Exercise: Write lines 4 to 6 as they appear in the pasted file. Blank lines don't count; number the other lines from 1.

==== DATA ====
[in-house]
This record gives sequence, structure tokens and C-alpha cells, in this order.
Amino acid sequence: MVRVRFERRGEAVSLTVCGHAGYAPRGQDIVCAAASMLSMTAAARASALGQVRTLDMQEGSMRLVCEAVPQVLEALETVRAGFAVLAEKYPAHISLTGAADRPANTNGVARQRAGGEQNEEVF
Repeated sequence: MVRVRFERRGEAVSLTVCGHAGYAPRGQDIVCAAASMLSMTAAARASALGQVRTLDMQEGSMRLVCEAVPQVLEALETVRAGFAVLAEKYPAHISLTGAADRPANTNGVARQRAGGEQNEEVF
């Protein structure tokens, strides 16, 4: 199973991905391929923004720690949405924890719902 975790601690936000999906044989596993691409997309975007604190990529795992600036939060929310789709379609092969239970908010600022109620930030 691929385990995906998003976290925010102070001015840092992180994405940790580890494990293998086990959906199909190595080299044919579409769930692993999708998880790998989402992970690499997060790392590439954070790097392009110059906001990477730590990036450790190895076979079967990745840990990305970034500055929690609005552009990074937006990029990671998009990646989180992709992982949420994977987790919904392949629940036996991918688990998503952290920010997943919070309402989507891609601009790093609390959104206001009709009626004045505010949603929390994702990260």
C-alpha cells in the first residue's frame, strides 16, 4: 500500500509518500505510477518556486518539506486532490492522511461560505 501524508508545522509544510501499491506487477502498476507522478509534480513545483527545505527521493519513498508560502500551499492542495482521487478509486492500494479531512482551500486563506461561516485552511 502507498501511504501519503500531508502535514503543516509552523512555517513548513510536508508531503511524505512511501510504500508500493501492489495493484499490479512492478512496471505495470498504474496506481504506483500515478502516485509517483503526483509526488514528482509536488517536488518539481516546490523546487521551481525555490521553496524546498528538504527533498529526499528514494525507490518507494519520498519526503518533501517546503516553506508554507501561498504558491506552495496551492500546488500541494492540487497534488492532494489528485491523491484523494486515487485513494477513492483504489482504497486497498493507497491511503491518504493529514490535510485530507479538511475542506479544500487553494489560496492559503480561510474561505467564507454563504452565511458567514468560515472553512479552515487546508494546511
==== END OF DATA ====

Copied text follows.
Repeated sequence: MVRVRFERRGEAVSLTVCGHAGYAPRGQDIVCAAASMLSMTAAARASALGQVRTLDMQEGSMRLVCEAVPQVLEALETVRAGFAVLAEKYPAHISLTGAADRPANTNGVARQRAGGEQNEEVF
């Protein structure tokens, strides 16, 4: 199973991905391929923004720690949405924890719902 975790601690936000999906044989596993691409997309975007604190990529795992600036939060929310789709379609092969239970908010600022109620930030 691929385990995906998003976290925010102070001015840092992180994405940790580890494990293998086990959906199909190595080299044919579409769930692993999708998880790998989402992970690499997060790392590439954070790097392009110059906001990477730590990036450790190895076979079967990745840990990305970034500055929690609005552009990074937006990029990671998009990646989180992709992982949420994977987790919904392949629940036996991918688990998503952290920010997943919070309402989507891609601009790093609390959104206001009709009626004045505010949603929390994702990260």
C-alpha cells in the first residue's frame, strides 16, 4: 500500500509518500505510477518556486518539506486532490492522511461560505 501524508508545522509544510501499491506487477502498476507522478509534480513545483527545505527521493519513498508560502500551499492542495482521487478509486492500494479531512482551500486563506461561516485552511 502507498501511504501519503500531508502535514503543516509552523512555517513548513510536508508531503511524505512511501510504500508500493501492489495493484499490479512492478512496471505495470498504474496506481504506483500515478502516485509517483503526483509526488514528482509536488517536488518539481516546490523546487521551481525555490521553496524546498528538504527533498529526499528514494525507490518507494519520498519526503518533501517546503516553506508554507501561498504558491506552495496551492500546488500541494492540487497534488492532494489528485491523491484523494486515487485513494477513492483504489482504497486497498493507497491511503491518504493529514490535510485530507479538511475542506479544500487553494489560496492559503480561510474561505467564507454563504452565511458567514468560515472553512479552515487546508494546511